Myths of Insurance

We rarely think twice about insuring our car, our house and even our possessions, yet we often overlook protecting our most important asset - our income.

Life insurance, disability insurance and income protection insurance play a vital role in protecting your income and your lifestyle. It provides the financial means to preserve your way of life, or that of your family, in the event of an accident, serious illness or even death.

So what's stopping you from taking it out? Maybe it's one of these commonly held myths?

Myth: "I have enough insurance in my superannuation"

Fact: You may be surprised at how little this amount of cover actually is and how many of the essential insurance extras have been removed. Research shows that almost half of industry super fund members are underinsured by $100,000 for life cover and by $1,000 per month for income protection cover.

Myth: "Insurance premiums are too expensive"

Fact: They are actually no more expensive than a daily cup of takeaway coffee. The average non-smoking 31 year old male, married with two children and earning $75,000 per annum can obtain $750,000 life cover and $100,000 trauma cover for around $2.80 a day! The other good news is that insurance premiums for income protection, life and TPD (total and permanent disability) can be deducted from your super, which also means they can be tax deductible. To make them even more affordable, consider the difference between taking out cover based on stepped and level premiums.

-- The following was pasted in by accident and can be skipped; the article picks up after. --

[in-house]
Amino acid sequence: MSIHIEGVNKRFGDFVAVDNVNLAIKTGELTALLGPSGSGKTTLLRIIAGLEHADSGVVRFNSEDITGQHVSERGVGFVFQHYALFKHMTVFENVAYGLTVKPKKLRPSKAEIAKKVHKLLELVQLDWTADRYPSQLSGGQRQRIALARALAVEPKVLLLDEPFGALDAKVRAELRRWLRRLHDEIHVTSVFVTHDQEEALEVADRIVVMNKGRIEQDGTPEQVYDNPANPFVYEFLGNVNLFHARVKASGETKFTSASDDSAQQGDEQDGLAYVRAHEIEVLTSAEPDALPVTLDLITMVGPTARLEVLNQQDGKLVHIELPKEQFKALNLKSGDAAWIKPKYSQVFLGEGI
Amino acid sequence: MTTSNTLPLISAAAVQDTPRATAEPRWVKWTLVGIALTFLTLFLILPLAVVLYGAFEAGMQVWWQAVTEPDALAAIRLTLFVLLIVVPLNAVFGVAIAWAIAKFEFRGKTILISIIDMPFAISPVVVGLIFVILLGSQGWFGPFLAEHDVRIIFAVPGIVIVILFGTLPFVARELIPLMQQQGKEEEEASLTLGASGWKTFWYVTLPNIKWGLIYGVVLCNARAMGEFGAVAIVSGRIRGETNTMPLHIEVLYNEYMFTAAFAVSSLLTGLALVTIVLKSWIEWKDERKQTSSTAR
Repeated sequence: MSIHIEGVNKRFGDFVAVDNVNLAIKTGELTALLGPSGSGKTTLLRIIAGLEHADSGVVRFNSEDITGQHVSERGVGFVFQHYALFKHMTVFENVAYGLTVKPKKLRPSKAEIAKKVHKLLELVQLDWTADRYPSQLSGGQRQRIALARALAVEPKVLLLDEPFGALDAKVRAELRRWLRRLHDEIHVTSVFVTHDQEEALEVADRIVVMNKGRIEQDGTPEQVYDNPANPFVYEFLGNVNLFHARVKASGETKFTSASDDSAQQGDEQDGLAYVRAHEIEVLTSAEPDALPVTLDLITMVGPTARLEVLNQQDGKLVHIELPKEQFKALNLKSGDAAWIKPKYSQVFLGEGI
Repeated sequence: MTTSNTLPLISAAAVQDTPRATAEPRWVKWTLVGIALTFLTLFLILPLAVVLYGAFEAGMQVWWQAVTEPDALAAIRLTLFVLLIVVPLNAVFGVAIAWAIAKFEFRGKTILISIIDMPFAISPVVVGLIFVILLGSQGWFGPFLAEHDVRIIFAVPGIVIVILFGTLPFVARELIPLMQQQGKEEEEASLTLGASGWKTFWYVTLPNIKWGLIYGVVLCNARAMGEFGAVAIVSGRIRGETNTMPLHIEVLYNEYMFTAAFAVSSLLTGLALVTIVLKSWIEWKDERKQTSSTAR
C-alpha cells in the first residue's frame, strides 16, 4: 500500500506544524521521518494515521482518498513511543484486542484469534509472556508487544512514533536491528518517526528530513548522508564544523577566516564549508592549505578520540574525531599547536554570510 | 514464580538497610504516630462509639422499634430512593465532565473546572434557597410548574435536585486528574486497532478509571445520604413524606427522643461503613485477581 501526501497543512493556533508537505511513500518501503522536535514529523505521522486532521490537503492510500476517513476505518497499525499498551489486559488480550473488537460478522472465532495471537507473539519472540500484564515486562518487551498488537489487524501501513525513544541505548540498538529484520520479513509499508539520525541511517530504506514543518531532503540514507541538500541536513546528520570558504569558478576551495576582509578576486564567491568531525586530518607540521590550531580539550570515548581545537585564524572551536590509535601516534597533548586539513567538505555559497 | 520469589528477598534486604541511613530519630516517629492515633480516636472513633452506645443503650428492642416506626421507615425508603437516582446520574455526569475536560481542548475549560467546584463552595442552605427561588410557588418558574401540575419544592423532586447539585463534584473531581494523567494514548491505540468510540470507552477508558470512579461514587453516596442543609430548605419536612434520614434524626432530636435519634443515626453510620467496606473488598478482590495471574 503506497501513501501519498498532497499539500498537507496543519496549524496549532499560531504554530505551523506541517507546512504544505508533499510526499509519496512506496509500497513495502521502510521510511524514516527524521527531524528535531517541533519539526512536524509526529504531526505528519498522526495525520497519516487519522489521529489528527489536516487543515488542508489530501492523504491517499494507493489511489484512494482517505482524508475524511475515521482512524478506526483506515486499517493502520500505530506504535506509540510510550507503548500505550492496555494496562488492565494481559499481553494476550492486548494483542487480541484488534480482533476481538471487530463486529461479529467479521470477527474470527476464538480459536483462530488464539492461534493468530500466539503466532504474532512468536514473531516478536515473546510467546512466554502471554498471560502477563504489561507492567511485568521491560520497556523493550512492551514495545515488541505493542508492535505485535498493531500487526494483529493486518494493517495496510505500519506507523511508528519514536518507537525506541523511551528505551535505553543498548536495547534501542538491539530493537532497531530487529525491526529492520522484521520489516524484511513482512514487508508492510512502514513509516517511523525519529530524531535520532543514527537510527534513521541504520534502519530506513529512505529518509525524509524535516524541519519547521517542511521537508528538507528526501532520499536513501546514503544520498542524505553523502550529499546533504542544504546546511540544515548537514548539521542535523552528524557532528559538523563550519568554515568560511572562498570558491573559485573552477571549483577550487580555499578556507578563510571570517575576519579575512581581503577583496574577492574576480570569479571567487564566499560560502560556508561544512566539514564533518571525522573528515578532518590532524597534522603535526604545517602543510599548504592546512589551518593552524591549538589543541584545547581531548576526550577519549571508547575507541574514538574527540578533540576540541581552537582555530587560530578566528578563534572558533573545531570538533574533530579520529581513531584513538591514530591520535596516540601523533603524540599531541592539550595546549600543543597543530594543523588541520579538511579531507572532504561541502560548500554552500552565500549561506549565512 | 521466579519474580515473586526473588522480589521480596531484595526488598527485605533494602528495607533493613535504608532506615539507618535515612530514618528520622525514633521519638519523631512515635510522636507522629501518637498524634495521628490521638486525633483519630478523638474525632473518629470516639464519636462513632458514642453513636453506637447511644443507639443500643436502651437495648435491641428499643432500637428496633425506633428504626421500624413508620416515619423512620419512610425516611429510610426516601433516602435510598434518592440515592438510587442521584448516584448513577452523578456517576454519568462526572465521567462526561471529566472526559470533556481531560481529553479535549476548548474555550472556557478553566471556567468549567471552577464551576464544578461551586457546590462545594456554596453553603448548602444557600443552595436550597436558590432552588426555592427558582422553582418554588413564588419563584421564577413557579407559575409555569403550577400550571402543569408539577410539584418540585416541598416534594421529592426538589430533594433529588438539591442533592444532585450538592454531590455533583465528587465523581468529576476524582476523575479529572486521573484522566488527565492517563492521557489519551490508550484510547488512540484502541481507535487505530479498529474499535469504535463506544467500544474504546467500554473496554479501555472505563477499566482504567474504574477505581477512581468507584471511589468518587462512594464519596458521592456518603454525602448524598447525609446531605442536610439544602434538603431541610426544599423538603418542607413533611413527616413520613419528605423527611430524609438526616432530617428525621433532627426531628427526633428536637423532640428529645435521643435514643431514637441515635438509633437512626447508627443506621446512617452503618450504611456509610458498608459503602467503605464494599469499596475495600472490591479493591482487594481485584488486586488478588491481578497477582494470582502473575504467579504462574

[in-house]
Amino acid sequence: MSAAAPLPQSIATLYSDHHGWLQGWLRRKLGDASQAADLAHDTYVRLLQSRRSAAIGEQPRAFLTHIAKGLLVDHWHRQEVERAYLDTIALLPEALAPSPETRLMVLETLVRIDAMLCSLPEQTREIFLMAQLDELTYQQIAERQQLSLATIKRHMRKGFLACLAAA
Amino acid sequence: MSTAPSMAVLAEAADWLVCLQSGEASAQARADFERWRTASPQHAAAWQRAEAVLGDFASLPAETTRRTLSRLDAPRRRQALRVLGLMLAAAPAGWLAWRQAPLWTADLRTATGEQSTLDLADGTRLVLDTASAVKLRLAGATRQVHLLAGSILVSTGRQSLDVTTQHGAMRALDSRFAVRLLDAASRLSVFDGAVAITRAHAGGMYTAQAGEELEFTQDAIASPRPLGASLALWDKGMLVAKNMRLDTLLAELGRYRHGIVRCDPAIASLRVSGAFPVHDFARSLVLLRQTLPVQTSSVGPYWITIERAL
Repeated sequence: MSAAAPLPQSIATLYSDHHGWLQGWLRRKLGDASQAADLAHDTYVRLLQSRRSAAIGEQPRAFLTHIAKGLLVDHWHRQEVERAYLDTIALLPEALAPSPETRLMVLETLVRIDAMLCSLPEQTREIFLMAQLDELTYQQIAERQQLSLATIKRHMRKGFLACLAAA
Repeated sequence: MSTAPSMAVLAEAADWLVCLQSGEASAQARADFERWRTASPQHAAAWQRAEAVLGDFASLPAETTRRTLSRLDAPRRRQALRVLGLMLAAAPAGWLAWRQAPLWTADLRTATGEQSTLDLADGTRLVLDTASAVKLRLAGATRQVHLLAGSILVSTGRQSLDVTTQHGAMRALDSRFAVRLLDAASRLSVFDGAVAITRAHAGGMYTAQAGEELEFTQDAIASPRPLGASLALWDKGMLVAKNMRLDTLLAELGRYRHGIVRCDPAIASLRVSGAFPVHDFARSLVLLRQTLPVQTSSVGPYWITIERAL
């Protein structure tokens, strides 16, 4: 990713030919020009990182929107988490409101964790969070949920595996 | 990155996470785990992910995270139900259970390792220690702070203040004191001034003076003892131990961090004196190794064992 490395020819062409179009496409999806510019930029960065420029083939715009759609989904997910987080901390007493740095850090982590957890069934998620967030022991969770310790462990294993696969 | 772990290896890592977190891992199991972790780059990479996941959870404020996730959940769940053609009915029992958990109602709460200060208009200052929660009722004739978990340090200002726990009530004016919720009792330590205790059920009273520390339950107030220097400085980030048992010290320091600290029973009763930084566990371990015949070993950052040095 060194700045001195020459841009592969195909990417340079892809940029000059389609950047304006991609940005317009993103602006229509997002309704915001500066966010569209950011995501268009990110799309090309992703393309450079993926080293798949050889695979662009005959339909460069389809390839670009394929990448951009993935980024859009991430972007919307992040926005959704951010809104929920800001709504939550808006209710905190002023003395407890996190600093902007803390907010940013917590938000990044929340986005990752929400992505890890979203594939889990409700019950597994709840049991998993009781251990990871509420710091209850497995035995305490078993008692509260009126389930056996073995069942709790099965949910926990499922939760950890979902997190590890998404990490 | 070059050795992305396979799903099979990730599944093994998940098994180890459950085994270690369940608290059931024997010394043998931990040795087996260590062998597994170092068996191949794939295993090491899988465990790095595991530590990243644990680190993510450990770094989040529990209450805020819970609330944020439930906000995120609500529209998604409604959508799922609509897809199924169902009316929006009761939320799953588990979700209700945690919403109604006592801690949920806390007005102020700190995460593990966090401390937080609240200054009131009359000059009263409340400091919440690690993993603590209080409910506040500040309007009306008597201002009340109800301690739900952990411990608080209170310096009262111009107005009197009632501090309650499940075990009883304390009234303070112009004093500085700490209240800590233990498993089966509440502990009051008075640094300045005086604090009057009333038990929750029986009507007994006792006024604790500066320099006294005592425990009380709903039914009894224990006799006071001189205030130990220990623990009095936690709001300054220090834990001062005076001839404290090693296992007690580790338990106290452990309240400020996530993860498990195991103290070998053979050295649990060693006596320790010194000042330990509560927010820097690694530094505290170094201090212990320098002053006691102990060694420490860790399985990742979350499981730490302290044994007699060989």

Myth: "I don't earn an income, so I don't need insurance"

Fact: Just because you are a stay-at-home parent, doesn't mean you don't need life insurance. If you are no longer around, your family would require a lot of assistance and your partner may have to reduce their working hours to look after the household or employ outside help. Families losing stay-at-home parents may require more than $75,000 per year for child care or home help expenses.

Myth: "I'm young, healthy and debt free, so I don't need insurance"

Fact: A young person's most valuable asset is their ability to earn an income, so it makes sense that insurance should play an integral part in their lives. While it's true that a young, debt-free person may not need comprehensive insurance across all products, what happens if they became ill or disabled and couldn't work? This is when income protection, trauma insurance and TPD insurance become options to consider.

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